Neuropathy can lead to serious foot problems, such as bunions or painful cracked skin. Led by experienced podiatrists at Dan Preece, DPM & Darren Groberg, DPM, a branch of Utah Musculoskeletal Specialists, in Salt Lake City, Utah, has an in-office SUDOSCAN® device and a pressure specified sensory device (PSSD) for diagnosing peripheral neuropathy and nerve entrapment. An accurate diagnosis is crucial for your neuropathy treatment. For a visit with the team, call the office or book an appointment online today.
Neuropathy is nerve damage typically caused by diabetes. When nerve damage affects the arms, hands, legs, or feet, it’s known as peripheral neuropathy. There are three types of nerves that can be affected by diabetic neuropathy, including:
Sensory nerves allow you to feel sensations like pain and temperature. Sensory nerve damage often leads to numbness and an inability to feel certain sensations.
Motor nerves control your muscles, so you can strengthen and tone them. Damage to the motor nerves can result in muscle weakness and movement.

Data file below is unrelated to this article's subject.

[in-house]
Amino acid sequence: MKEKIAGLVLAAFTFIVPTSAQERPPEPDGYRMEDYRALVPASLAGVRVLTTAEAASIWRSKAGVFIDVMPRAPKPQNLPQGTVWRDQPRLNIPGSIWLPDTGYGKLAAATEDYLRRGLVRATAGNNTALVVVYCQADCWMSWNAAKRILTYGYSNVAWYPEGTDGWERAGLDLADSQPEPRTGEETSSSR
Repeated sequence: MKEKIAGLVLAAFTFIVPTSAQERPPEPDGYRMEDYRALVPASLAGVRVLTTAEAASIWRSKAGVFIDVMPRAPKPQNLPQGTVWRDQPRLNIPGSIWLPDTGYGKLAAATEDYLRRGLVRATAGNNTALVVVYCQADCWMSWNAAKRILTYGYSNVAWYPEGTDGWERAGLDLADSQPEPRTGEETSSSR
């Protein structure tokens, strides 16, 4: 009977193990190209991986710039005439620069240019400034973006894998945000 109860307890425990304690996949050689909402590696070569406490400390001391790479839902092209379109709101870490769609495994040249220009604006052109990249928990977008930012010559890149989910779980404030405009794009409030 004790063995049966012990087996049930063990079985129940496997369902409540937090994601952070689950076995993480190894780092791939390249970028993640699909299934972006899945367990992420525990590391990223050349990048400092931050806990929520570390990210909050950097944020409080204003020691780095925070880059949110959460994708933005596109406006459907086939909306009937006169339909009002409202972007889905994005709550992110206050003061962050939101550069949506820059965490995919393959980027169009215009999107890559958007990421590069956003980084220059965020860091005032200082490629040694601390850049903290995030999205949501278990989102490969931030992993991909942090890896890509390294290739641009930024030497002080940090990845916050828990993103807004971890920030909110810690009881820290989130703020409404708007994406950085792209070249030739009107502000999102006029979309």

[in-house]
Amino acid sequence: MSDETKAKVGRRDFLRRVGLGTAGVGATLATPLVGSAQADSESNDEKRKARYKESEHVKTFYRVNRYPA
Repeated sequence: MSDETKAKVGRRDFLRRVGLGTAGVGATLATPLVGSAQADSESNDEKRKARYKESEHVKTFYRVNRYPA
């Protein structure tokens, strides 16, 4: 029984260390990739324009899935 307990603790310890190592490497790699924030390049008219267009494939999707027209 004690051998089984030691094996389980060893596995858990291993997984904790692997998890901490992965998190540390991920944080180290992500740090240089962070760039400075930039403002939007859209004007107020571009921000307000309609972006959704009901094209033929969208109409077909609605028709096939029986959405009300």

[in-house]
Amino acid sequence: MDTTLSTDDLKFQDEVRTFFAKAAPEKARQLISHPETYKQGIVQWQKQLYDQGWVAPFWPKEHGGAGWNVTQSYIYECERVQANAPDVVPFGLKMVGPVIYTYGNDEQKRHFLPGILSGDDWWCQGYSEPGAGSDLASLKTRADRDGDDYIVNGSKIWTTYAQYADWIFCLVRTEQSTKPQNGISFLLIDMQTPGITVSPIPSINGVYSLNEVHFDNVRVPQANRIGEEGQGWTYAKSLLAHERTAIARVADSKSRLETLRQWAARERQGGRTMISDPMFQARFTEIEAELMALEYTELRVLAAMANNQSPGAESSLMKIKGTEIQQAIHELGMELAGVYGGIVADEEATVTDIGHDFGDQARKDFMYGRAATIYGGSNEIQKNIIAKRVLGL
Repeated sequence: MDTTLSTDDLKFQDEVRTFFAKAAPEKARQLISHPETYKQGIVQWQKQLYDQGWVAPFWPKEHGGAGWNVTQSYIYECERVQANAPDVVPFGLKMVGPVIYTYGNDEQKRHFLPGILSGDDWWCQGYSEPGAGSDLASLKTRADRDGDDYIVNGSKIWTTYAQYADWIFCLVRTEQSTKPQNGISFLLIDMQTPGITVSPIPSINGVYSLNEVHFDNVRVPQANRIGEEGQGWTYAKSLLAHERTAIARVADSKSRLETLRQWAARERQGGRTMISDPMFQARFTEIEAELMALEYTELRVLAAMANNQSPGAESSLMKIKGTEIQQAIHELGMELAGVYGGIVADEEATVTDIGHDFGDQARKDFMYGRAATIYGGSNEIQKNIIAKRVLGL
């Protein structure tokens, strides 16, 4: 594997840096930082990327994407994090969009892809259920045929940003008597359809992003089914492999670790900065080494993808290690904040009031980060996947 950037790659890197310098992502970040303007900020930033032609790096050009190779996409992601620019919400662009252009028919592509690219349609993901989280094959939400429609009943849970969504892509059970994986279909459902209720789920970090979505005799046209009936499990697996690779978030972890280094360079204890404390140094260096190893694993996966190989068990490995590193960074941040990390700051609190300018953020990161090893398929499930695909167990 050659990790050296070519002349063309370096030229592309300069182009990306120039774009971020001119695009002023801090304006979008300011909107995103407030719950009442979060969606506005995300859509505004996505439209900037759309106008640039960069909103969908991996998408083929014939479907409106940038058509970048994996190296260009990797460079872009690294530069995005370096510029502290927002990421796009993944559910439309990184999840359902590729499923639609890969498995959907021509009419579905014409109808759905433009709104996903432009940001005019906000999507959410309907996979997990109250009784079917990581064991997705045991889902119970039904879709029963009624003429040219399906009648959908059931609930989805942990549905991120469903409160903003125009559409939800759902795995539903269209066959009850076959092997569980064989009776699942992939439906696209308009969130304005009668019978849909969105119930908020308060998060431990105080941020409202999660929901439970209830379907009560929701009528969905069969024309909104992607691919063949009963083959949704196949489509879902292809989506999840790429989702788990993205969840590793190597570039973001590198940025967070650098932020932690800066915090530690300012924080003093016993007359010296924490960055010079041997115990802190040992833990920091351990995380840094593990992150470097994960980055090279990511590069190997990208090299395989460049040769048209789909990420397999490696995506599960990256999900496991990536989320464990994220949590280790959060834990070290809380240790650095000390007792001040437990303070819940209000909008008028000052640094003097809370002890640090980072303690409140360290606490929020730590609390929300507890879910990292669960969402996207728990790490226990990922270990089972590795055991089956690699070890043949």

Autonomic nerves control your involuntary functions, such as heart rate, respiratory rate, digestion, and sweating. Without treatment, autonomic nerve damage can lead to diarrhea, abnormal heart rate, high blood pressure, shortness of breath, and more.
Some of the most common neuropathy symptoms include:
Diabetic neuropathy often damages the nerves in your feet. Those with neuropathy may suffer from dry, cracked skin that makes you prone to skin ulcers. It’s also hard to notice if you’ve cut or injured your foot if you have persistent numbness and tingling.
In addition, bunions or hammertoes caused by motor neuropathy can cause your shoes to rub up against your toes, creating sores.
The most common cause of neuropathy is diabetes, especially if your condition has gone unmanaged. Other common causes of neuropathy include:
While there are many conditions and disorders that can cause neuropathy, some cases have no known cause.
The team at Dan Preece, DPM & Darren Groberg, DPM, uses SUDOSCAN to help diagnose and monitor neuropathy. This innovative device evaluates how your sweat glands function to detect and monitor neuropathy.
They also have a pressure specified sensory device (PSSD), which tests your lower extremities (legs) for sensory deficits and symptoms of nerve entrapment — a condition that occurs when a nerve becomes squeezed or compressed.
To treat neuropathy, it’s important to keep your blood sugar levels under control. This may mean consulting with your primary care physician about taking medications, monitoring your diet, or changing certain lifestyle habits.
The team may also recommend medications to control your burning, tingling, or pain, or physical therapy for balance problems.
To prevent the symptoms of diabetic neuropathy, you should:
To book an appointment, call Dan Preece, DPM & Darren Groberg, DPM, or schedule a visit online today.